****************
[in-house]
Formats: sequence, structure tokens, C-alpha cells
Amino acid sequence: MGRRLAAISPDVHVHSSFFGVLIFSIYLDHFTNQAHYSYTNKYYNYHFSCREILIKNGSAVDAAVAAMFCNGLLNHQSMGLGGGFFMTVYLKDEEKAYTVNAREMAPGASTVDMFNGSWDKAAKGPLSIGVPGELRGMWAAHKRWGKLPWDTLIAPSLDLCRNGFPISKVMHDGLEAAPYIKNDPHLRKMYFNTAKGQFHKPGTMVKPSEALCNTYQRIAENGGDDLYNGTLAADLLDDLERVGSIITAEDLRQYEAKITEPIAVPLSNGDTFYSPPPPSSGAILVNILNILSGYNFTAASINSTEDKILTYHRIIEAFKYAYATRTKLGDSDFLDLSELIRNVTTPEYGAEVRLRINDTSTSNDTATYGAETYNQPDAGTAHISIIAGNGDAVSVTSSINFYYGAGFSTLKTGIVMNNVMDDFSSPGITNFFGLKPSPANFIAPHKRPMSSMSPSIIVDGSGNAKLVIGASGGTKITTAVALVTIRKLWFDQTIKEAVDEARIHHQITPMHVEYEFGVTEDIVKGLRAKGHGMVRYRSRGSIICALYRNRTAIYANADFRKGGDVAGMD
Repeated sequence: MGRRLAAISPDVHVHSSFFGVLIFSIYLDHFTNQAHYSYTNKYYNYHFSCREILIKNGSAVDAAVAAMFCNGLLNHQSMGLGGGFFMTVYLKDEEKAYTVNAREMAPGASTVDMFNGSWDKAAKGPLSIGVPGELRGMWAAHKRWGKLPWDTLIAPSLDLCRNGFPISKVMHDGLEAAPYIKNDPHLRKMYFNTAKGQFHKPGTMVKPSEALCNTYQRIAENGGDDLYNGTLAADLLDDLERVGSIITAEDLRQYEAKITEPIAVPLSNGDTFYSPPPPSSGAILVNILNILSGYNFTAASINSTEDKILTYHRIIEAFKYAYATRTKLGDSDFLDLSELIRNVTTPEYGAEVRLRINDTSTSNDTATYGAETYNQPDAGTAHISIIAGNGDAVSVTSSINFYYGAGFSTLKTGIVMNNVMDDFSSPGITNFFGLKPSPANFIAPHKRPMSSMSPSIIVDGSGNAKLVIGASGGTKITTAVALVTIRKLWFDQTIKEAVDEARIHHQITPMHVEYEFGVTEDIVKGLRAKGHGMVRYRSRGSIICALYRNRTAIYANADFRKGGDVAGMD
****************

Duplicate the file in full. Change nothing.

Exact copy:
[in-house]
Formats: sequence, structure tokens, C-alpha cells
Amino acid sequence: MGRRLAAISPDVHVHSSFFGVLIFSIYLDHFTNQAHYSYTNKYYNYHFSCREILIKNGSAVDAAVAAMFCNGLLNHQSMGLGGGFFMTVYLKDEEKAYTVNAREMAPGASTVDMFNGSWDKAAKGPLSIGVPGELRGMWAAHKRWGKLPWDTLIAPSLDLCRNGFPISKVMHDGLEAAPYIKNDPHLRKMYFNTAKGQFHKPGTMVKPSEALCNTYQRIAENGGDDLYNGTLAADLLDDLERVGSIITAEDLRQYEAKITEPIAVPLSNGDTFYSPPPPSSGAILVNILNILSGYNFTAASINSTEDKILTYHRIIEAFKYAYATRTKLGDSDFLDLSELIRNVTTPEYGAEVRLRINDTSTSNDTATYGAETYNQPDAGTAHISIIAGNGDAVSVTSSINFYYGAGFSTLKTGIVMNNVMDDFSSPGITNFFGLKPSPANFIAPHKRPMSSMSPSIIVDGSGNAKLVIGASGGTKITTAVALVTIRKLWFDQTIKEAVDEARIHHQITPMHVEYEFGVTEDIVKGLRAKGHGMVRYRSRGSIICALYRNRTAIYANADFRKGGDVAGMD
Repeated sequence: MGRRLAAISPDVHVHSSFFGVLIFSIYLDHFTNQAHYSYTNKYYNYHFSCREILIKNGSAVDAAVAAMFCNGLLNHQSMGLGGGFFMTVYLKDEEKAYTVNAREMAPGASTVDMFNGSWDKAAKGPLSIGVPGELRGMWAAHKRWGKLPWDTLIAPSLDLCRNGFPISKVMHDGLEAAPYIKNDPHLRKMYFNTAKGQFHKPGTMVKPSEALCNTYQRIAENGGDDLYNGTLAADLLDDLERVGSIITAEDLRQYEAKITEPIAVPLSNGDTFYSPPPPSSGAILVNILNILSGYNFTAASINSTEDKILTYHRIIEAFKYAYATRTKLGDSDFLDLSELIRNVTTPEYGAEVRLRINDTSTSNDTATYGAETYNQPDAGTAHISIIAGNGDAVSVTSSINFYYGAGFSTLKTGIVMNNVMDDFSSPGITNFFGLKPSPANFIAPHKRPMSSMSPSIIVDGSGNAKLVIGASGGTKITTAVALVTIRKLWFDQTIKEAVDEARIHHQITPMHVEYEFGVTEDIVKGLRAKGHGMVRYRSRGSIICALYRNRTAIYANADFRKGGDVAGMD